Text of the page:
Travel Movie Watch: ‘Homage to Catalonia’

Travel Blog  •  Eva Holland  •  05.20.09 | 10:53 AM ET

More than 70 years after its initial publication, George Orwell’s Spanish Civil War memoir is hitting the big screen.

Hugh Hudson, best known for “Chariots of Fire” and “I Dreamed of Africa,” will direct, while Colin Firth and Kevin Spacey have already signed on to star—the media coverage of the news doesn’t offer anything definite, but it looks as though Firth will play Orwell, and Spacey will take on the role of Georges Kopp, Orwell’s POUM commander.

“Homage to Catalonia” is one of my favorite books, ever, full stop—so naturally I’m both excited and concerned about the adaptation.

It won’t be an easy book to transfer to the screen: large chunks of it read more like political analysis or history, rather than a narrative-driven memoir, and those expository sections, filling in the crucial, convoluted details of the various leftist factions that banded together to fight the Fascists, will be tough to condense. (In fact, the coverage thus far already has those details wrong: Variety suggests that Orwell went to Spain to fight Stalinism, when in fact he went to fight Fascism—and then got caught up in the internal battles between the Trotskyists, Anarchists and Stalinists, who had initially maintained an awkward alliance.)

As for Colin Firth as George Orwell, he’s a talented actor, but I’ve seen him play the well-meaning, bumbling Englishman too many times to readily picture him as the Orwell I’ve always imagined: keenly observant, incisive and quietly cynical.

Still, I’m willing to keep an open mind. Labyrinthine politics aside, if the film can capture Orwell’s deep love and admiration for the Spanish people, his enjoyment of life in Catalonia in even the darkest times—the sentiment that is, really, at the core of the book—then it will be one worth watching.


Eva Holland is co-editor of World Hum. She is a former associate editor at Up Here and Up Here Business magazines, and a contributor to Vela. She's based in Canada's Yukon territory.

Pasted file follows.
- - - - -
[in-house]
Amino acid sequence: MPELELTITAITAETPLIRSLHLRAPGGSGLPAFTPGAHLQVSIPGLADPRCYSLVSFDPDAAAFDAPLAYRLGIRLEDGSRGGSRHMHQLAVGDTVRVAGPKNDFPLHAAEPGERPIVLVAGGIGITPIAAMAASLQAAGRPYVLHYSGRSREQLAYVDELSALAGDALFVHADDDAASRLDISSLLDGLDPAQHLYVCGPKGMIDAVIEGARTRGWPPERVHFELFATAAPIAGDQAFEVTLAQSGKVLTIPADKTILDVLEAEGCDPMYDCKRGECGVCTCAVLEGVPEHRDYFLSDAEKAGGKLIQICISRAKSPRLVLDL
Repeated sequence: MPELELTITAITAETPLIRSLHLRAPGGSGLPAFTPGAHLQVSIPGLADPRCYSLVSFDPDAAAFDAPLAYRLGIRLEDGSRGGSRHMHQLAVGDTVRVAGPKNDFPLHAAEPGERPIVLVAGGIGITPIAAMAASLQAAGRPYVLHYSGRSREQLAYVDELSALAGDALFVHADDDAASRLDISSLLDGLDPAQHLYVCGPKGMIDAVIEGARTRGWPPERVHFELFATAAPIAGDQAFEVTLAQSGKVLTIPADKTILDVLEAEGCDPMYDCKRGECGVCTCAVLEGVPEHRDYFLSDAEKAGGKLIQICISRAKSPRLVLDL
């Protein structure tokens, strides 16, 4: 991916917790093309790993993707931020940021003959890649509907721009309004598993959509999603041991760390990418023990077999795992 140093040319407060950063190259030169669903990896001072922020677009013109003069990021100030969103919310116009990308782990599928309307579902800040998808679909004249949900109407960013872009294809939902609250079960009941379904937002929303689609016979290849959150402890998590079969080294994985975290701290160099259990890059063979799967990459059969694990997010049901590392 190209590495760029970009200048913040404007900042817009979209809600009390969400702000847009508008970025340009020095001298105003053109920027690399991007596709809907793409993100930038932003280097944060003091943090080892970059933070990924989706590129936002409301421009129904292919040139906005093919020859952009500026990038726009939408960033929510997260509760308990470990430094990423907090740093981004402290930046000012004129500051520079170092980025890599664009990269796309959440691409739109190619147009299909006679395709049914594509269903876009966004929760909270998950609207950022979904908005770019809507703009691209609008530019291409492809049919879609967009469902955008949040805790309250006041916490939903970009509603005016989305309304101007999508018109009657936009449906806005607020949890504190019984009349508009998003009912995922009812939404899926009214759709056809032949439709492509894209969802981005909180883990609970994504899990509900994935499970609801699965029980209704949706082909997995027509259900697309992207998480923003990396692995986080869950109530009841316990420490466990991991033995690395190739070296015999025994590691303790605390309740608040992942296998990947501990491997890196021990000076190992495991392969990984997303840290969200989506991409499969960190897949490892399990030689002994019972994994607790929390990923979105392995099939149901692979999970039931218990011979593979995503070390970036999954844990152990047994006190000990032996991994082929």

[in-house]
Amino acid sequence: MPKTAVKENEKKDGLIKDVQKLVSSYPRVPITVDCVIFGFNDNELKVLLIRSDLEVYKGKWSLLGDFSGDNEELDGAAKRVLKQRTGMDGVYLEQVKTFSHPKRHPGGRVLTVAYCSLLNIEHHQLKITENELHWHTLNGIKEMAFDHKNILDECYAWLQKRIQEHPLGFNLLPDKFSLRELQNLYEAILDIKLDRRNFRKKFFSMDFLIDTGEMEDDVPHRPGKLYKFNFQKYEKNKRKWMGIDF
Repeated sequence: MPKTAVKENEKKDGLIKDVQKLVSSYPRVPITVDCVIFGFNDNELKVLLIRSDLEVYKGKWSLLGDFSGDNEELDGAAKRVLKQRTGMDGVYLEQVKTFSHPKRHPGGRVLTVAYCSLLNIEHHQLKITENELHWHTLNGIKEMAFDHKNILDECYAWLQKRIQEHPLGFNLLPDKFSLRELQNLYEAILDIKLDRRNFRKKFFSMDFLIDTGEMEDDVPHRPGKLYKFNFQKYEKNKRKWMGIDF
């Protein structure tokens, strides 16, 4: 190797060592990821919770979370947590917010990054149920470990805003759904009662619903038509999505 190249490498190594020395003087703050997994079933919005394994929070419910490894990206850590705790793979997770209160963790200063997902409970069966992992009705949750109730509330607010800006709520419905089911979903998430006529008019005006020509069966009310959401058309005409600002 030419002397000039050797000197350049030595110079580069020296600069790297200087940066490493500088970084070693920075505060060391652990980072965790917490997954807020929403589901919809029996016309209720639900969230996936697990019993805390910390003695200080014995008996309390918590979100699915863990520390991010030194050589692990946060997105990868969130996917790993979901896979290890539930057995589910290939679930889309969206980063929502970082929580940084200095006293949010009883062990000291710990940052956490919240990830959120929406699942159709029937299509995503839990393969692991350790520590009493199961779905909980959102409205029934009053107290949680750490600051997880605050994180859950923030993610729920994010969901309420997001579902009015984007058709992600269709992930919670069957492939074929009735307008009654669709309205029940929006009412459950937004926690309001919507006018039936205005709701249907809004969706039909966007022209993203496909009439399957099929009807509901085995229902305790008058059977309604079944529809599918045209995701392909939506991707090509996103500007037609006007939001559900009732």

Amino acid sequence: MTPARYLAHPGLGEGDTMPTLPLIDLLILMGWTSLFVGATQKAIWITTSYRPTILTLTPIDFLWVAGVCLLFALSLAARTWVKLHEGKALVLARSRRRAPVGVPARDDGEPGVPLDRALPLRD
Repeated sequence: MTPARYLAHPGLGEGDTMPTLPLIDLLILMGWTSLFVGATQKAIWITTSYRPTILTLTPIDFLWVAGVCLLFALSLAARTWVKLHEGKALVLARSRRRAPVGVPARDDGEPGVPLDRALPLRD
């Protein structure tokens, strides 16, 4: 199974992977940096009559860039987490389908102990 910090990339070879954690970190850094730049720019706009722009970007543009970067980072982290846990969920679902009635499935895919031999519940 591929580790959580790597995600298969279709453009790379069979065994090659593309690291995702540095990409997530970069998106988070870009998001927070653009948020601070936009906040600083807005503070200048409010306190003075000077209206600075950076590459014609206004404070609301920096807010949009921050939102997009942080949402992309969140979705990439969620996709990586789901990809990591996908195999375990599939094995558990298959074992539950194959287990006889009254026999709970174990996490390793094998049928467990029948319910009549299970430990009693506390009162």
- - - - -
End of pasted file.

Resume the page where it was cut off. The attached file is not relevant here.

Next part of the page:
8 Comments for Travel Movie Watch: ‘Homage to Catalonia’

Stephen Houston 05.20.09 | 3:37 PM ET

Looking forward to this, such a fantastic book on the Spanish Civil War, almost as good as Papa Hemingway’s For Whom the Bell Tolls! Some good actors in there too….

ega 05.20.09 | 6:31 PM ET

Thanks for the articles…i like it

Mary 05.21.09 | 6:11 PM ET

If you truly believe that Colin Firth cannot pull off keenly observant, incisive and quietly cynical, then you are not familiar with the man or his work.  Look past the comedies.  I’m really looking forward to this flick.  Firth and Spacey should make a great team.

Eva Holland 05.21.09 | 6:55 PM ET

@Stephen - I’m a big fan of For Whom the Bell Tolls, too!

@Mary - I’ll admit I’m not familiar with the man (are you? a friend or relation, perhaps? I seem to have touched a nerve) but I am familiar with his work. All I said was, I had trouble picturing him as the Orwell I imagine - hardly a slur. I certainly hope he’ll prove me wrong.

billcarr 05.23.09 | 12:16 AM ET

I can’t wait either, this sounds good. Like life pounded flat with color and with editing, extra real.

Tom 05.29.09 | 6:04 AM ET

Homage to Catalonia is a fine piece of reportage and, in my opinion, far superior to the simplistic work of Hemmingway.

If they do this right, it could be fantastic. The book is scattered with political jargon but most of it is quite exciting, particularly the return to Barcelona and the subsequent Stalinist attack on the Trotskyite and anarchist militias. It’s a story of intrigue, betrayal, values and war.

Orwell also says that he wished Gaudí‘s Sagrada Familia temple had been destroyed by the anarchists, calling it ‘hideous’.

Stephen Houston 05.29.09 | 9:05 AM ET

You can say a lot about Hemingway and his writing, but suggesting that ‘For Whom the Bell Tolls’ is simplistic is folly! The way in which he wrote it, with the dialogue of the characters speaking Spanish rendered literally with its ‘thees’ and ‘thous,’ required some diligence i’d say. The book is an adventure story but at the same time offers an excellent social analysis of the conflict. I’d rate it above Homage to Catalonia for pure reading pleasure any day.

Bender 06.07.09 | 3:47 PM ET

Soundtrack= Mark knopfler ; )

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